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Collapse of Shipping - Rotterdam, Netherlands Oct 2009

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posted on Oct, 12 2009 @ 01:26 AM
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I thought this was interesting. After reading another thread about the Ghost fleet of the Recession in Malaysia. www.abovetopsecret.com...

I did a utube search and came up with this.

I had heard about the Baltic Dry Index (BDI) before. Now we are starting to see the slow down in global shipping.



[edit on 12-10-2009 by In nothing we trust]




posted on Oct, 12 2009 @ 02:28 AM
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Anyone want to buy a cargo ship cheap.

There are likely a large number for sale for scrap prices.

Most are likely in areas where the anchorage fees are little to nothing.

Some would be a good investment as you could get them cheap and resell them in 3 or 4 years for a lot more them you bought them for.



posted on Oct, 12 2009 @ 02:54 AM
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I don't know how to explain it at all, but this video footage of the tankers just sitting there...it really freaks me out, man! This is probably the freakiest thing I've ever seen and yet I can't even explain to myself exactly why it's causing such a reaction in me.

Intuition, or irrational fear? What are the implications of large global shipping declines?



posted on Oct, 12 2009 @ 03:23 AM
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to be fair, thr BDIY turned around the last week or so and broke out of it's downtrend... i'm not a global economy bull at all but technically this video is out of date now...



posted on Oct, 12 2009 @ 09:19 PM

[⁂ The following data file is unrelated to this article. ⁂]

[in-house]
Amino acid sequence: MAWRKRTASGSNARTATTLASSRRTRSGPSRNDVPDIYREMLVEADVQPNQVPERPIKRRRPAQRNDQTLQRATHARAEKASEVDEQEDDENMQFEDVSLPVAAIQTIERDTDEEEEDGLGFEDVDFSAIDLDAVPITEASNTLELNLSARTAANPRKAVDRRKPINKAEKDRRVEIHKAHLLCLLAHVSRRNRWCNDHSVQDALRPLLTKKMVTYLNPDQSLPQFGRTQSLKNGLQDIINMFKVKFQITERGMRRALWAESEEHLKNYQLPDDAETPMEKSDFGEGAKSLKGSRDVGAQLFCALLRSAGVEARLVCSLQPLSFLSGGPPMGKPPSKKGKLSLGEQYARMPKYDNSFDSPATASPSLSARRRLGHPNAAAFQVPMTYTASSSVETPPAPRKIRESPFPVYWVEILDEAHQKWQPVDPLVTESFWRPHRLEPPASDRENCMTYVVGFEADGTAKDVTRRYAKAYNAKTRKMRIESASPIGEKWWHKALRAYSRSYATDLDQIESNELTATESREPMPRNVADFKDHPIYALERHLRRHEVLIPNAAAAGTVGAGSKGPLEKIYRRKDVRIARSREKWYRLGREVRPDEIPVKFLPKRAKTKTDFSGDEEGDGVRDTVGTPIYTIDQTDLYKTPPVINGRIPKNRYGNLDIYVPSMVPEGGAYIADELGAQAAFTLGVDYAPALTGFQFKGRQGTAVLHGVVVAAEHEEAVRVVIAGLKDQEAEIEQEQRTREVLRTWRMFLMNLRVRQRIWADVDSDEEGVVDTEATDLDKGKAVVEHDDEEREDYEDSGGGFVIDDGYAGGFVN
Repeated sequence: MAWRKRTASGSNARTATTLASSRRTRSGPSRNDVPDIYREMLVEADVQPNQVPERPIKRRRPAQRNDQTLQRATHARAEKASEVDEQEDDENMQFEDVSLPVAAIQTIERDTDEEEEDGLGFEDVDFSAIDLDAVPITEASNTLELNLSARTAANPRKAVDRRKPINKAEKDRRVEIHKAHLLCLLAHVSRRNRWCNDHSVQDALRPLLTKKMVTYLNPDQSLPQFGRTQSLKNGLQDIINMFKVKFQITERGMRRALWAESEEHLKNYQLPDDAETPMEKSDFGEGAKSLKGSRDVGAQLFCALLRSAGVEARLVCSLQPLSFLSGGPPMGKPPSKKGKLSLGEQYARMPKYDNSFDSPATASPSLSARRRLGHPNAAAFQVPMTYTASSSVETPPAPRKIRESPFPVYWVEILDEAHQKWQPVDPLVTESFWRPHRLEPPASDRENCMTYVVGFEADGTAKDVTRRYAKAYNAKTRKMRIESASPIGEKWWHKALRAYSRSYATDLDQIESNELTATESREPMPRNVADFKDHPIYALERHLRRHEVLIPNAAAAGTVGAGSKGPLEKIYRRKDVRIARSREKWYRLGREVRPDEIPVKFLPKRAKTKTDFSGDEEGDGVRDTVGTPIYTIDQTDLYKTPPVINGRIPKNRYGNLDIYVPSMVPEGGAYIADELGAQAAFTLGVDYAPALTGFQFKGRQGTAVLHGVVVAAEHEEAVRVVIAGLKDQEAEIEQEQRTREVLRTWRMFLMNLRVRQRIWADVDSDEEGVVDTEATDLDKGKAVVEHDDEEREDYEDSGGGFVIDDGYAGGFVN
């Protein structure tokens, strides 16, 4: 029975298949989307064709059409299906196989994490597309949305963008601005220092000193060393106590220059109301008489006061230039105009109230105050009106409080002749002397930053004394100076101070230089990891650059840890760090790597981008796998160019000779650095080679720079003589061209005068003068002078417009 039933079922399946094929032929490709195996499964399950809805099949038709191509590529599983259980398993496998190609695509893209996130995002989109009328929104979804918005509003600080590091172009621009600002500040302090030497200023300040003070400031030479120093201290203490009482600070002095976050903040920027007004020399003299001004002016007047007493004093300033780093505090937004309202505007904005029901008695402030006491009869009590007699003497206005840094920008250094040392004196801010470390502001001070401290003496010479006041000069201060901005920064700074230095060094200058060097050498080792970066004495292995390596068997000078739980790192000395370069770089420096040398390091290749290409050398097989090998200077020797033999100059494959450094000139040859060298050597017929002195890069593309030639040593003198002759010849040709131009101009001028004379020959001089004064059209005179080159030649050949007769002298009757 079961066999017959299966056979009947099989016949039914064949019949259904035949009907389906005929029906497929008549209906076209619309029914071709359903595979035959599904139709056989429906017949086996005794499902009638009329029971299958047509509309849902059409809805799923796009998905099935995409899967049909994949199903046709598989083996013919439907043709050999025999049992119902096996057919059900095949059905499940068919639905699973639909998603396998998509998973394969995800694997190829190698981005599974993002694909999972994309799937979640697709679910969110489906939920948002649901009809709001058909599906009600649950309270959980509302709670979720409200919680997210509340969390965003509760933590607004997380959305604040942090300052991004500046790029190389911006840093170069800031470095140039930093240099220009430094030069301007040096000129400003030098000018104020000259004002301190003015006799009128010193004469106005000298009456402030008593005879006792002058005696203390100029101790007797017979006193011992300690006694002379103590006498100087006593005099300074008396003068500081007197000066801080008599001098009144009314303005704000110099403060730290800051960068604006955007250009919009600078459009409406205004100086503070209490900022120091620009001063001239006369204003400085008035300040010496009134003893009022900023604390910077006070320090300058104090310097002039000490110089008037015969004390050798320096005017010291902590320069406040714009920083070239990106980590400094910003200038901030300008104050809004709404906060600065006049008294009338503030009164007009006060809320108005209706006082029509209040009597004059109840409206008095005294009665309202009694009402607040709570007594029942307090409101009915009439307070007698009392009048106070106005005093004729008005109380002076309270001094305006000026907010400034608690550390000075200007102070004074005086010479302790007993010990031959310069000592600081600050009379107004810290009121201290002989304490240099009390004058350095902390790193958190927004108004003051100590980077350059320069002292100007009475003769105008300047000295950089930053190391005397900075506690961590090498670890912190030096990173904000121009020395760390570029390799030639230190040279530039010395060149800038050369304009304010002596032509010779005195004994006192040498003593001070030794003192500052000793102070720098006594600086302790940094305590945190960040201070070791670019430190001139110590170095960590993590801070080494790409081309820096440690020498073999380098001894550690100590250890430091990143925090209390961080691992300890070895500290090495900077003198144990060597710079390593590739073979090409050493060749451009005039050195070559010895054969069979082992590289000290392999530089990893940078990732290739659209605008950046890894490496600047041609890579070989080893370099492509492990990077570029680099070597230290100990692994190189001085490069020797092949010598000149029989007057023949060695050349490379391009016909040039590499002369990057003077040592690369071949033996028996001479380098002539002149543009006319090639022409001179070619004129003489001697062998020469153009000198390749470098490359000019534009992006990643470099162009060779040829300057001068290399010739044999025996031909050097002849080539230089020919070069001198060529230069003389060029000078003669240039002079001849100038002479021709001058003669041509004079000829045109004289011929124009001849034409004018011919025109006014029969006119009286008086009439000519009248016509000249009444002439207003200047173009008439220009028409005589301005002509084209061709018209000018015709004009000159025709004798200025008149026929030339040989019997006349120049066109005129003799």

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Originally posted by dickbar
to be fair, thr BDIY turned around the last week or so and broke out of it's downtrend... i'm not a global economy bull at all but technically this video is out of date now...


They are calling this picture 'consumer savings rate'. I'm not really sure why. A guess: As less people buy 10 year treasury notes, the fed must (In theory) raise interest rates to lure in more buyers (Or fed supporters) of the debt. So as interest rates rise people save less and spend more on consumer goods?





Baltic Dry Index compared to ten year bond rates, showing an amazingly strong lagging correlation. (Credit TheStreet.com)

Simons comes to the conclusion that the BDIY index does an excellent job of following 10-year interest rates on about a 1 year lag. At least this was the case right up until 2002, when the two diverged.

financewonk.blogspot.com...


So if the BDIY corrolates to 10 year notes I guess it's direction depends on which direction you think 10 year notes will move.

forecasts.org...

Reguardless there are still more empty ships out there than full ones. It looks like the BDIY crashed last year and it just took some time to move the excess world inventory out of the factories and off the docks. It will take time to fill up the ships again. There are new ships still being launched, adding to the excess capacity, that were ordered a long time ago.


[edit on 13-10-2009 by In nothing we trust]



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